The Shakopee School Board discussed the possibility of moving Central Family Center, an early childhood center located across from the Scott County Courthouse on Holmes Street, to the vacant Pearson Elementary building off Dakota Street at its Jan. 11 school board retreat.
The discussion came after the Shakopee Community Facilities Task force presented at a December school board meeting and flagged Central Family Center as a building that needed attention.
School board member Angela Tucker said at that meeting that she has a son who attended Central Family Center and never felt it was safe, due to its narrow stairways that made it difficult for parents with strollers and heavy car seats, and a parking lot children could easily run into if someone left the gate open.
Pearson Elementary was permanently closed in January 2018 to help alleviate budget pressure as the district faced a deficit.
The task force pointed out at its December presentation that the Central Family Center building is 3.5 floors and there are levels that can’t accommodate classrooms with certain age groups. It also discovered insufficient parking and room sizes that were smaller than typical preschool rooms. The vacant Pearson Elementary School is one level and would alleviate that issue.
“It’s no secret that I’ve always wanted the Central Family Center in a new location,” Tucker said. “It’s just not safe. If they can go to Pearson, I’m cool with it, I’m just a little nervous about what the cost would be.”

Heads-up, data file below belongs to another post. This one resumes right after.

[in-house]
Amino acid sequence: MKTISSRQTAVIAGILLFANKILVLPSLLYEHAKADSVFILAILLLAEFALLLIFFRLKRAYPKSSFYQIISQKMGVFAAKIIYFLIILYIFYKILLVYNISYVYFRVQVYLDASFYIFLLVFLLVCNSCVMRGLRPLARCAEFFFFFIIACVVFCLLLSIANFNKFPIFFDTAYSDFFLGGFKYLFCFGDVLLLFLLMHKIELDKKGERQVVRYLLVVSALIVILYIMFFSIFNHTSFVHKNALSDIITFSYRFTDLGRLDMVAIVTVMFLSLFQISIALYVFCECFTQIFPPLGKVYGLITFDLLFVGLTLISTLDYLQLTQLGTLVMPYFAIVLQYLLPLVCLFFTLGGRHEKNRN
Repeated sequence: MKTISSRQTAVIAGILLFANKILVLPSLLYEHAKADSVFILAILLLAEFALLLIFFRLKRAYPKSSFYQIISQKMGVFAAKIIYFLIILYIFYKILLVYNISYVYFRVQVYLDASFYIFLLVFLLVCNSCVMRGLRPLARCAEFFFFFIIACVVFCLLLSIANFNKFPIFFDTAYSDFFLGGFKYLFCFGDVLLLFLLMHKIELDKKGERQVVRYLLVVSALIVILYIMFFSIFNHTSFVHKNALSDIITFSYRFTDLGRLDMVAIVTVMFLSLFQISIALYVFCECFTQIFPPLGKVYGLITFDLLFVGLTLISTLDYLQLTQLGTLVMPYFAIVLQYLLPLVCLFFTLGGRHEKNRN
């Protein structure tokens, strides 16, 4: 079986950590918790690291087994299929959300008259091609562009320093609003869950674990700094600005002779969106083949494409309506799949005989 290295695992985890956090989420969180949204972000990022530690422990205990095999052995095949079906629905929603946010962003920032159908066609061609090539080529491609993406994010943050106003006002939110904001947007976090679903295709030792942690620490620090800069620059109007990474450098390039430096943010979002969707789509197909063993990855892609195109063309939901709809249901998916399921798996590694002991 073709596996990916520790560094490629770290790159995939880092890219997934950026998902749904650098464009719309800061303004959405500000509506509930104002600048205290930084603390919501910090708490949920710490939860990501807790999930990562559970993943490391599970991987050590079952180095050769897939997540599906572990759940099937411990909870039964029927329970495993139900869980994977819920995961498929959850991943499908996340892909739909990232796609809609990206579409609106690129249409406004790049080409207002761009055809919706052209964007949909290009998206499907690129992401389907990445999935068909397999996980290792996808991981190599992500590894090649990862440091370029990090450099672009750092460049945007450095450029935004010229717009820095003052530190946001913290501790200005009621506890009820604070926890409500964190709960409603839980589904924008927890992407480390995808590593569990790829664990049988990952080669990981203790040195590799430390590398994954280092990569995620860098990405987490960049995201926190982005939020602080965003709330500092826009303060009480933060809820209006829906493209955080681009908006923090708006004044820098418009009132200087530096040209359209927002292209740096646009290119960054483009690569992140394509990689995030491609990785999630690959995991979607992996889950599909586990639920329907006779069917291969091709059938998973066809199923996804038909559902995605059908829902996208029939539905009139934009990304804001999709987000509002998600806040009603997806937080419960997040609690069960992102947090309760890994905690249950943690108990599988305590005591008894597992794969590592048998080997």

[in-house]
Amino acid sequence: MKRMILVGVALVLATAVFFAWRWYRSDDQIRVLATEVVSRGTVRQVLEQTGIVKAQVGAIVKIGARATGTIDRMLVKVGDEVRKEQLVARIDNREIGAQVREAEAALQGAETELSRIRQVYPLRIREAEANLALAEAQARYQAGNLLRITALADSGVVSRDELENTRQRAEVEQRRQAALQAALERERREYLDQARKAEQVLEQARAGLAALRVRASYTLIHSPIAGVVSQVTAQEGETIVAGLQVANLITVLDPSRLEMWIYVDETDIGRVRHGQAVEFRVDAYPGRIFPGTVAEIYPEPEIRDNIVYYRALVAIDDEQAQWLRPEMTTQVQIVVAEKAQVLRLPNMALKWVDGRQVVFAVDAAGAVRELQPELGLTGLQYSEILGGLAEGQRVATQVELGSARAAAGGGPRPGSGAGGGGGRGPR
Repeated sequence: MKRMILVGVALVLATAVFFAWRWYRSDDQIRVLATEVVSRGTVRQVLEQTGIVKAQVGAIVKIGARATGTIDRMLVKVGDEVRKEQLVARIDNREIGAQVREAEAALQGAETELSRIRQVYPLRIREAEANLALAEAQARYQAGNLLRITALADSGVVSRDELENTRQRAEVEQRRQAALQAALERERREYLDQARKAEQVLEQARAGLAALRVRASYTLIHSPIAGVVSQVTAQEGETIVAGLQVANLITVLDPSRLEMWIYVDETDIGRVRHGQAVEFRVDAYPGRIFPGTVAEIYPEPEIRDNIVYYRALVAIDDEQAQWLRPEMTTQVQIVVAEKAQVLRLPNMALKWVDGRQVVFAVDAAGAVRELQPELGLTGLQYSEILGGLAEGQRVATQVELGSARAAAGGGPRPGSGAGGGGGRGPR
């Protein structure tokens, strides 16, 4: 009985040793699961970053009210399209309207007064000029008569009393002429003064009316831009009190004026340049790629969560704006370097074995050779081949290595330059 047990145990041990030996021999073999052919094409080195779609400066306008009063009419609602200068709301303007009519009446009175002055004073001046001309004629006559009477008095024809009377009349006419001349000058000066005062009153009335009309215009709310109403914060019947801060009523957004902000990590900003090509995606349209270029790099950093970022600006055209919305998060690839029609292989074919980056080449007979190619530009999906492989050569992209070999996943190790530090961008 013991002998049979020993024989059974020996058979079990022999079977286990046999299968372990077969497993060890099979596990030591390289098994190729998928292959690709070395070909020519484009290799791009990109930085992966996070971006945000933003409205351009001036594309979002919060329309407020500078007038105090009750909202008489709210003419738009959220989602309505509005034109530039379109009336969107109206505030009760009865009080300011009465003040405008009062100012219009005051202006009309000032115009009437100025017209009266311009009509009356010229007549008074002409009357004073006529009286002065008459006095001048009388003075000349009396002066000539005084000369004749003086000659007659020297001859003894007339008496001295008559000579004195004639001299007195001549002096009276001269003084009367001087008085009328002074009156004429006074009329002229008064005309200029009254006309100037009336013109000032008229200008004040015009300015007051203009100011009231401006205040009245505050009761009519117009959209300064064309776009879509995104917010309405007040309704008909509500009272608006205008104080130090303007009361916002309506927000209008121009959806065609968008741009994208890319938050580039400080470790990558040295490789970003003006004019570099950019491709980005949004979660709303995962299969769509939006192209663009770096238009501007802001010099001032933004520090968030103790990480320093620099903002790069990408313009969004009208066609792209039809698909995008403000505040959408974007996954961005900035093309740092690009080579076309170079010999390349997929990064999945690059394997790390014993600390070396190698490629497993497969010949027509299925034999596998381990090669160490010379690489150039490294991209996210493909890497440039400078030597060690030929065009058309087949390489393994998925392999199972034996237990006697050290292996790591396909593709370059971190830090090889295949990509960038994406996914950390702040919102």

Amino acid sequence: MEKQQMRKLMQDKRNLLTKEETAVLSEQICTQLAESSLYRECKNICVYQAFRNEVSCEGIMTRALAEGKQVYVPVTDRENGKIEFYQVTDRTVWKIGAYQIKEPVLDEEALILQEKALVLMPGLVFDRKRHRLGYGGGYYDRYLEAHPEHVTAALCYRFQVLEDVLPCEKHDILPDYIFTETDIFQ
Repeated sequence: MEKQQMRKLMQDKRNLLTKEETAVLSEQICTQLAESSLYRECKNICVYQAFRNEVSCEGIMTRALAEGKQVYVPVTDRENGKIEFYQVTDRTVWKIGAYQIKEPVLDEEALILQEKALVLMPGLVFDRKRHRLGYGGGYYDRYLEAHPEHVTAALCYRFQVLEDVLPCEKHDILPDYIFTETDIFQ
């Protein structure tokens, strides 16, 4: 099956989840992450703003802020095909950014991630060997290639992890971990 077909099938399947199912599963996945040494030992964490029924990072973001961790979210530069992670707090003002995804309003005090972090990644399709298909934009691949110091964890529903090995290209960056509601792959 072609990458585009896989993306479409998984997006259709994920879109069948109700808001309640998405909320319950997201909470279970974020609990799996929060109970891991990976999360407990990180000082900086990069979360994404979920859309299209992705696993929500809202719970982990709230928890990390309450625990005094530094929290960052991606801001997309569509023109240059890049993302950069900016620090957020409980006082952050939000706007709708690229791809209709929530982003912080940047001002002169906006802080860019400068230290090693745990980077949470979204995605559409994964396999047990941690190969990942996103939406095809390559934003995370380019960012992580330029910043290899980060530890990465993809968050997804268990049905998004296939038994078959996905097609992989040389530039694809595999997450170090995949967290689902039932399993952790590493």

The school board asked cabinet members to compare the annual cost of mothballing a vacant Pearson Elementary versus the cost of moving the early childhood center to Pearson. Superintendent Mike Redmond said he has set up a meeting with staff to get those questions answered, but the district likely wouldn’t have those answers ready for a few more days.
At the retreat, Redmond said there were several options regarding what to do with the family center if the preschool were to be moved to Pearson, such as leasing it out, shuffling some of the district offices to the building or selling the property altogether. However, if the district were to demolish Central Family Center, board member Matt McKeand pointed out there would likely be upset residents, since the family center was Shakopee’s original school built more than 120 years ago and holds a rare piece of the town’s history. Plus, he said, the cost of tearing it down would likely be equal to the value the land would sell for.
“In my ideal world we’d open pre-k at Pearson and then figure out what to do with Central,” McKeand said. “We have to study it, but we have a goal.”
Based on the information at hand, the other board members were also keen on the idea of moving the early childhood center, saying if Shakopee did need to add a new school in the next 10 years to accommodate for new growth, Pearson is not located in an area where that growth is occurring.
“We have beautiful accommodations for our students,” board member Judi Tomczik said. “But for a lot of our parents, their first introduction to the students is Central.”
Tomczik added having a vacant elementary school in the community is a sticking point for many residents, and filling it with an early childhood center might help mitigate some of that frustration.
Board member Paul Christiansen said he also wants the board to focus on moving the district’s Central Duplicating employees from their current location in the basement of Central Family Center to a better location, after the facilities task force noted several safety and efficiency concerns regarding that work space.
“What would it cost for (Central Duplicating) people to be leasing space here?” Christiansen asked, referring to the district offices at Shakopee Town Square.
Redmond said that’s one of the things the district is looking into.